Sometimes I take a trip down memory lane. Today my buddy and I were discussing some tools that we would like to buy. And of course, the discussion always circles back around to welders. My buddy was thinking about looking for a used Millermatic 250.
So naturally, he asked me what I thought. Especially since I love to try new welders, old welders, and virtually anything related to welding. I gave him my support.
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Is It Worth Buying a Used Miller 250 Welding Machine?
After searching for a while, my buddy thought he should buy this used Millermatic 250 off Craigslist.
I believe that’s smart, mainly because you’ll have more cash available for welding gear, of course! Having said that, search for a welder on Craigslist if and only if you know exactly what to look for!
What to look for on a used Miller 250?
The last thing you want to buy is a damaged welder. You’ll want to check a few things closely with any used welder.
Things such as:
- Does it lay a nice steady bead?
- Does the wire feed evenly or does it slip and sputter?
Said another way:
- Does it provide a good arc?
- Is the wire feeding smoothly at all speeds?
These two tests will let you know if power is properly fed through the unit.
Additional things to check out:
- The drive – make sure the drive wheels being used are correct for the wire size and that tension is set correctly
- The gun – make sure the tip does not have slag interfering with the wire feed, is not bent and the gas cup is in place
- Let the gas run – pulling the trigger should allow the flux gas to be delivered to the gun tip. If the bottle has gas in it and the regulators are set properly and no gas is coming out, the gas solenoid may be bad. You don’t want to have to replace that if possible.
More info about the Millermatic 250
In this review, we’ll discuss the Millermatic 250 and:
- Some of the Pros and Cons of this model
- How this unit compares to new models
- Which model would I choose for a welding shop
So let’s jump in:
- Solid, dependable machine – if you have some experience
- Bulletproof – Older technology means less maintenance
- The aluminum drive is very similar to Hobart’s Ironman drive
- The variable voltage controls can be tricky – hard to “dial in” your welder
- It is heavy at 225 lbs
- The duty cycle is limited: 40% @ 250 amps – even though most will not need 250 amps very often
Now, let’s unpack that last statement first and start from the beginning.
What is the duty cycle?
A duty cycle works like this: Take a 10-minute block of time. Ok, got it? Now, if your duty cycle is 250 AMPS @ 40% that means you can weld for 4 minutes continuously and then your welder must rest for 6 minutes.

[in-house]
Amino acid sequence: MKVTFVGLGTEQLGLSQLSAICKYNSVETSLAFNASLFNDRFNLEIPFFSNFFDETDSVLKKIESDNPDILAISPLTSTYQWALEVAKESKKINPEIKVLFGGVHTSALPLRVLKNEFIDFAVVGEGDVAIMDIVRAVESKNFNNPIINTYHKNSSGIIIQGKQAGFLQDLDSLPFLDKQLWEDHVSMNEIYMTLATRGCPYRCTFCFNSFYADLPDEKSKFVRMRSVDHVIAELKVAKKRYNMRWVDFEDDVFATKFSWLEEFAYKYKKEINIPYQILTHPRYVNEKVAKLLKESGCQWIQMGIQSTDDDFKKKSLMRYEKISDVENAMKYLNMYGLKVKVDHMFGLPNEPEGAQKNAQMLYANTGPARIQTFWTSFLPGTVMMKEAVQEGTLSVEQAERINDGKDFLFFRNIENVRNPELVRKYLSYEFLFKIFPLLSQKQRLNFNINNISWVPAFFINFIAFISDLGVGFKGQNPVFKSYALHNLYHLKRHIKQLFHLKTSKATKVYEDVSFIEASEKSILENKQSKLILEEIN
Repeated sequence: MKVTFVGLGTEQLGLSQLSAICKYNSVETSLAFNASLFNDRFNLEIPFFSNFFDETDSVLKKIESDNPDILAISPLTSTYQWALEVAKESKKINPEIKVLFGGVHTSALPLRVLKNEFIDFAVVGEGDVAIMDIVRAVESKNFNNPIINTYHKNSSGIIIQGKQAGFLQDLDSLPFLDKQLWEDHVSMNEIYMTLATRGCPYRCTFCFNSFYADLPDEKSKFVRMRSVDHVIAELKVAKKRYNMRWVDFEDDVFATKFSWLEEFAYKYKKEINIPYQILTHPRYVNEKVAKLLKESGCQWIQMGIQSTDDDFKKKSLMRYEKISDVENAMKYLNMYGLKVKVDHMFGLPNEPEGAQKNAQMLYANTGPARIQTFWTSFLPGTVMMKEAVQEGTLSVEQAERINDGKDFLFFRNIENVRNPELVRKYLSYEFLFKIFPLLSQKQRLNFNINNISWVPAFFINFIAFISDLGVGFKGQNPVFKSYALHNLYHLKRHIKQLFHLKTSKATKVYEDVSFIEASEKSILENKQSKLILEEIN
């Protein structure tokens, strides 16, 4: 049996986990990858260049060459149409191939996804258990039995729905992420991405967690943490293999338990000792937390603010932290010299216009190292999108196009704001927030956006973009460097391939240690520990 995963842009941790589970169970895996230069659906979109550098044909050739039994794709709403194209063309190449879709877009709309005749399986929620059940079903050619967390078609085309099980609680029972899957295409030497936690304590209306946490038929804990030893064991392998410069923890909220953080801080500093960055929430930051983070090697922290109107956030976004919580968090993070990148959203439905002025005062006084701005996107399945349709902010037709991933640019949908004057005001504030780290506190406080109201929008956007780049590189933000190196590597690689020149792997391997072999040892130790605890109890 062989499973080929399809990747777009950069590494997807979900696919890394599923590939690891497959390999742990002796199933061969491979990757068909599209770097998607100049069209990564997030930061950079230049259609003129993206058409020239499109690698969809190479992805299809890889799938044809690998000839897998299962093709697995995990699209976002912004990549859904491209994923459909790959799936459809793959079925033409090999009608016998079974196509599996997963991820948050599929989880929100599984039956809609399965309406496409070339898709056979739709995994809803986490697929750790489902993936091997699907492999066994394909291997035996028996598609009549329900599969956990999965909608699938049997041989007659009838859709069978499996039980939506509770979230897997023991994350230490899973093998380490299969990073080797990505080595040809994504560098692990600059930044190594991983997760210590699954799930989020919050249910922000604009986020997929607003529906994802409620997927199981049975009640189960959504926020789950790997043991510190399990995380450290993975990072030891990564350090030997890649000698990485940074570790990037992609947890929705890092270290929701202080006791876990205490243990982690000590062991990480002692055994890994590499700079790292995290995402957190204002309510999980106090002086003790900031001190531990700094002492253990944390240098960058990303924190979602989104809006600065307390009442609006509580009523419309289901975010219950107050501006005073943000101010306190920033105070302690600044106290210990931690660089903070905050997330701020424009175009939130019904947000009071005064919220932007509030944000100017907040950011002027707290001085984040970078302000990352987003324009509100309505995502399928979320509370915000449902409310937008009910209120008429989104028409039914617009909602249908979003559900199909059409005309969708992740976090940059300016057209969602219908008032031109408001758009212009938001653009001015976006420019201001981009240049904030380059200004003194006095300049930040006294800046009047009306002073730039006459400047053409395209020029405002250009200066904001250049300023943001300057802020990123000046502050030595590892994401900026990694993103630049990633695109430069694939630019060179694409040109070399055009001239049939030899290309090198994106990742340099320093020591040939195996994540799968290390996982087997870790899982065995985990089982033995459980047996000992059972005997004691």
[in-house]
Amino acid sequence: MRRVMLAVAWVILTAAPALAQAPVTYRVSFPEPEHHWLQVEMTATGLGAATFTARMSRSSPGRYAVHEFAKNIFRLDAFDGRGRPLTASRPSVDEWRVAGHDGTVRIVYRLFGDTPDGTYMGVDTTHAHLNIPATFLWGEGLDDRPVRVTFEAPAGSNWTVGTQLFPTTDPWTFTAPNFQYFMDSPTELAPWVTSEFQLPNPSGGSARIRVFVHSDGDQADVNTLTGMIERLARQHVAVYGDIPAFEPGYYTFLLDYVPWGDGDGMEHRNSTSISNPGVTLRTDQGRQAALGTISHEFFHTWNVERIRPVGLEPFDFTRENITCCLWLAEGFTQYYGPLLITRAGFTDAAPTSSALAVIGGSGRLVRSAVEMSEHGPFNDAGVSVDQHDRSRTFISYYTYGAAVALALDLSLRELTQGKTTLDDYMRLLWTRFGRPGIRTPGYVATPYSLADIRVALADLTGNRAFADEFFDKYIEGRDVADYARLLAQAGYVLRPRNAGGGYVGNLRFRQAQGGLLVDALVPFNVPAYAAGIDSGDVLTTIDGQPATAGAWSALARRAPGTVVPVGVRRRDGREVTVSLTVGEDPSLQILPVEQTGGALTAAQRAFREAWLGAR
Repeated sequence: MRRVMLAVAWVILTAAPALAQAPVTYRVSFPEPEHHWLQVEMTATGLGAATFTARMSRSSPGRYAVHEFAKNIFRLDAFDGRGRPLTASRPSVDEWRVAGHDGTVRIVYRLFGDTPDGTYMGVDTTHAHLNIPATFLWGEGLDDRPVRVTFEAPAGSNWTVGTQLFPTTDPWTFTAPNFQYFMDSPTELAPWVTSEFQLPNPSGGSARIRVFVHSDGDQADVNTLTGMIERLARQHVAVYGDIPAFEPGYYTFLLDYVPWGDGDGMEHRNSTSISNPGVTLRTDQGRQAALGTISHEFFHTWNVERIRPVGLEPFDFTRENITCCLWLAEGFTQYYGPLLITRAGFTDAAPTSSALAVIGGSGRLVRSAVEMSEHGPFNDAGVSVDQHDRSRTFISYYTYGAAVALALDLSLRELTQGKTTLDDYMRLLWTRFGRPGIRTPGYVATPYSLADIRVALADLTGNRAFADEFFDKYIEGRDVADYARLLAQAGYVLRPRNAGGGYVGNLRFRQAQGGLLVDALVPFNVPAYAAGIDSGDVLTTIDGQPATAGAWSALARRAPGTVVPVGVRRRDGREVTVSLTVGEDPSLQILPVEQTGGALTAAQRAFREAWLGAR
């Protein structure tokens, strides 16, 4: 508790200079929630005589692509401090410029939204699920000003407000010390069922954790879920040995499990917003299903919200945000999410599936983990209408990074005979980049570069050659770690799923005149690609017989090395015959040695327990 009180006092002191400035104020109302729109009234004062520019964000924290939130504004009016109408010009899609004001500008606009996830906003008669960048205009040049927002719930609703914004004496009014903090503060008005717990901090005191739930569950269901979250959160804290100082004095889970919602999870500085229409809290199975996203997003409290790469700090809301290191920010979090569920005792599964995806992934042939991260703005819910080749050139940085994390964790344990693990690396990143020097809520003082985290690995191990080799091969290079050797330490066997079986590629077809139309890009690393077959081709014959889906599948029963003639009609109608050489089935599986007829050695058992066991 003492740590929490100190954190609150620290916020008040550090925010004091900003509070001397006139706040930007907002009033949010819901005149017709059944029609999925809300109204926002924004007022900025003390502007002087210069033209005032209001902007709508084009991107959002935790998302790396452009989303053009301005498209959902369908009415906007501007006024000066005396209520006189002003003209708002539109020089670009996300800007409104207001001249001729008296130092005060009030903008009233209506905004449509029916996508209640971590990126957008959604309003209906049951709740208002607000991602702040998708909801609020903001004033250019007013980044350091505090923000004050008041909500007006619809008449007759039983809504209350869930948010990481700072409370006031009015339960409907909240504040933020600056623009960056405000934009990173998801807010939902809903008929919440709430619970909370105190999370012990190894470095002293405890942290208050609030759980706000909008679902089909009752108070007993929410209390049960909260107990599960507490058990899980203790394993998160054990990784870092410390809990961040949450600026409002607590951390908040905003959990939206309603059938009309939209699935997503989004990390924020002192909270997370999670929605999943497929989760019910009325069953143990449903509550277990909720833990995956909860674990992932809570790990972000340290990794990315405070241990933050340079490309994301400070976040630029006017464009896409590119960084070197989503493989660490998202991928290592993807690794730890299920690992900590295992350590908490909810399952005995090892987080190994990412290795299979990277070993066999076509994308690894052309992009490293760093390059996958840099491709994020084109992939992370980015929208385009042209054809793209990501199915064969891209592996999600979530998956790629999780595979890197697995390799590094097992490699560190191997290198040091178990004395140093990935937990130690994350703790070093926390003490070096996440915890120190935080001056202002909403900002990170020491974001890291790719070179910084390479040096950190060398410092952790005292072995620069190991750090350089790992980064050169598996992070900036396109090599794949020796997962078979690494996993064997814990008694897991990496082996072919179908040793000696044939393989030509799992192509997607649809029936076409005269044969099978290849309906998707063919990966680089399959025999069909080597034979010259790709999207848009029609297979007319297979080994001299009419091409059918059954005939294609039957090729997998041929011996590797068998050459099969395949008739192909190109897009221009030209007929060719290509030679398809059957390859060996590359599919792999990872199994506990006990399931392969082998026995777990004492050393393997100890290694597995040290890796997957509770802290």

Or your welder will die! Not really…But, it will overheat, potentially causing damage to key parts, including the motherboard. And you really don’t want that.
Now AT 250 amps max @ 40% you’re not doing a whole bunch of welding. Well, continuous welding, that is. However, again not many welders will need to weld at the 250 amp setting very often.
The variable voltage is more difficult to adjust on this machine than a standard stepped voltage adjuster. If just starting out, this may be more than a new welder wants to handle.
The Miller 250 is a really good welder in the right hands
You really need to have welding experience, or else you may get those harsh starts and spatter everywhere. And, you’ll burn back the wire into the tip.
So what did I tell my buddy about the Millermatic 250? Buy it!
And that’s not because I’m a welding nut. Well, I am, of course, but it was the right deal for the right person. Let me explain, my buddy is also a professional welder and was looking for a bulletproof backup machine for his shop.
And, the price was right.
I mean for a few hundred bucks, he got the machine and:
- A full bottle of welding gas
- A full spool of .035 wire
- New Gloves
- A decent helmet
- Wire snips
- And some extra tips
Of course, he had to test-run the machine first. But she welded flawlessly and the wire feed was smooth.
History of the Miller 250
The Millermatic 250 is an older MIG / Flux Core welder produced from 1991 to 2001. It may have either analog or digital readouts depending on model year. It was replaced by the 251, then the 252.
Like any welder, there is good and bad to the Millermatic 252. I’m not a fan personally because, in my opinion, the 252 has some issues.
- Infinite voltage control
- Digital readouts for AMPS and Volts
- Still 250 AMPS @ 40% ( Top end is 300A max)
The infinite voltage control is confusing in my book. Why? Because new welders will spend too much time trying to dial in the perfect voltage. And that means they will spend less time perfecting their actual welding technique for a given voltage.
Miller 250 Alternatives
Like the ones used by Hobart. Because it’s simple to remember that if I am using a particular gauge wire on a particular gauge steel, then I know from experience to put it on a particular setting.
Simple. I like simple. Because simple works, every time. For instance, the digital readouts are an unnecessary feature with additional electrical hardware that can potentially fail. With knobs, if they fall off you just pop them back on always knowing your voltage settings. In contrast, if a digital display goes out you will be in the dark, literally.
I really like the 250. It meets my needs as a professional fabricator. This, even though I prefer my Lincoln Electric machine for my primary shop welder.
- It’s simple to use with just a little experience
- It’s fairly bulletproof and well built.
If you’re a professional fabricator and find a good Miller 250 used, I feel it can be the perfect backup machine for your shop. Or, the perfect primary machine for the hobby welder with a little experience.